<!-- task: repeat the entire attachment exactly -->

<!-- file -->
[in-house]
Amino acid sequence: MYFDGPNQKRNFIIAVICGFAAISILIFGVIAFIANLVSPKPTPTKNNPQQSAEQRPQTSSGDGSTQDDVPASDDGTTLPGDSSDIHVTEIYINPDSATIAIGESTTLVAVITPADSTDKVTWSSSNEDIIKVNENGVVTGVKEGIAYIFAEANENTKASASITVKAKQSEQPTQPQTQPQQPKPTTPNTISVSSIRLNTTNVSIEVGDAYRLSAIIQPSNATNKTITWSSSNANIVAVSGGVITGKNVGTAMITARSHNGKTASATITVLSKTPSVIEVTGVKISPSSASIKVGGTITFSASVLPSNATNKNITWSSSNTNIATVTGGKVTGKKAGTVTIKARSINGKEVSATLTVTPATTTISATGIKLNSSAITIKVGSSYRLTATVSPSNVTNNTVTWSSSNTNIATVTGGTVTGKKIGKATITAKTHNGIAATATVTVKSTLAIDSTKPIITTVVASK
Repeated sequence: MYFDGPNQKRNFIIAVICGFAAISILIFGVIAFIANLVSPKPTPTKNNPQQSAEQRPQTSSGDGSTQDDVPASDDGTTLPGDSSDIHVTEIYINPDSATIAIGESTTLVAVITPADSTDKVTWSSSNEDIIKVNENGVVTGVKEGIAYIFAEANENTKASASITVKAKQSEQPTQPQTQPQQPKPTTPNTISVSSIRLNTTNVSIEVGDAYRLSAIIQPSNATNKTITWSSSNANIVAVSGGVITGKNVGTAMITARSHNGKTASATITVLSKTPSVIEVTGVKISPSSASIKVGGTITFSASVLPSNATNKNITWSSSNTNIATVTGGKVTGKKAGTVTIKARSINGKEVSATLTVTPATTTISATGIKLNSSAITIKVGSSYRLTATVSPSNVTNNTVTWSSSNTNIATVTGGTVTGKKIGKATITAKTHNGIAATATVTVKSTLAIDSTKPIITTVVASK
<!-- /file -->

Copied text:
[in-house]
Amino acid sequence: MYFDGPNQKRNFIIAVICGFAAISILIFGVIAFIANLVSPKPTPTKNNPQQSAEQRPQTSSGDGSTQDDVPASDDGTTLPGDSSDIHVTEIYINPDSATIAIGESTTLVAVITPADSTDKVTWSSSNEDIIKVNENGVVTGVKEGIAYIFAEANENTKASASITVKAKQSEQPTQPQTQPQQPKPTTPNTISVSSIRLNTTNVSIEVGDAYRLSAIIQPSNATNKTITWSSSNANIVAVSGGVITGKNVGTAMITARSHNGKTASATITVLSKTPSVIEVTGVKISPSSASIKVGGTITFSASVLPSNATNKNITWSSSNTNIATVTGGKVTGKKAGTVTIKARSINGKEVSATLTVTPATTTISATGIKLNSSAITIKVGSSYRLTATVSPSNVTNNTVTWSSSNTNIATVTGGTVTGKKIGKATITAKTHNGIAATATVTVKSTLAIDSTKPIITTVVASK
Repeated sequence: MYFDGPNQKRNFIIAVICGFAAISILIFGVIAFIANLVSPKPTPTKNNPQQSAEQRPQTSSGDGSTQDDVPASDDGTTLPGDSSDIHVTEIYINPDSATIAIGESTTLVAVITPADSTDKVTWSSSNEDIIKVNENGVVTGVKEGIAYIFAEANENTKASASITVKAKQSEQPTQPQTQPQQPKPTTPNTISVSSIRLNTTNVSIEVGDAYRLSAIIQPSNATNKTITWSSSNANIVAVSGGVITGKNVGTAMITARSHNGKTASATITVLSKTPSVIEVTGVKISPSSASIKVGGTITFSASVLPSNATNKNITWSSSNTNIATVTGGKVTGKKAGTVTIKARSINGKEVSATLTVTPATTTISATGIKLNSSAITIKVGSSYRLTATVSPSNVTNNTVTWSSSNTNIATVTGGTVTGKKIGKATITAKTHNGIAATATVTVKSTLAIDSTKPIITTVVASK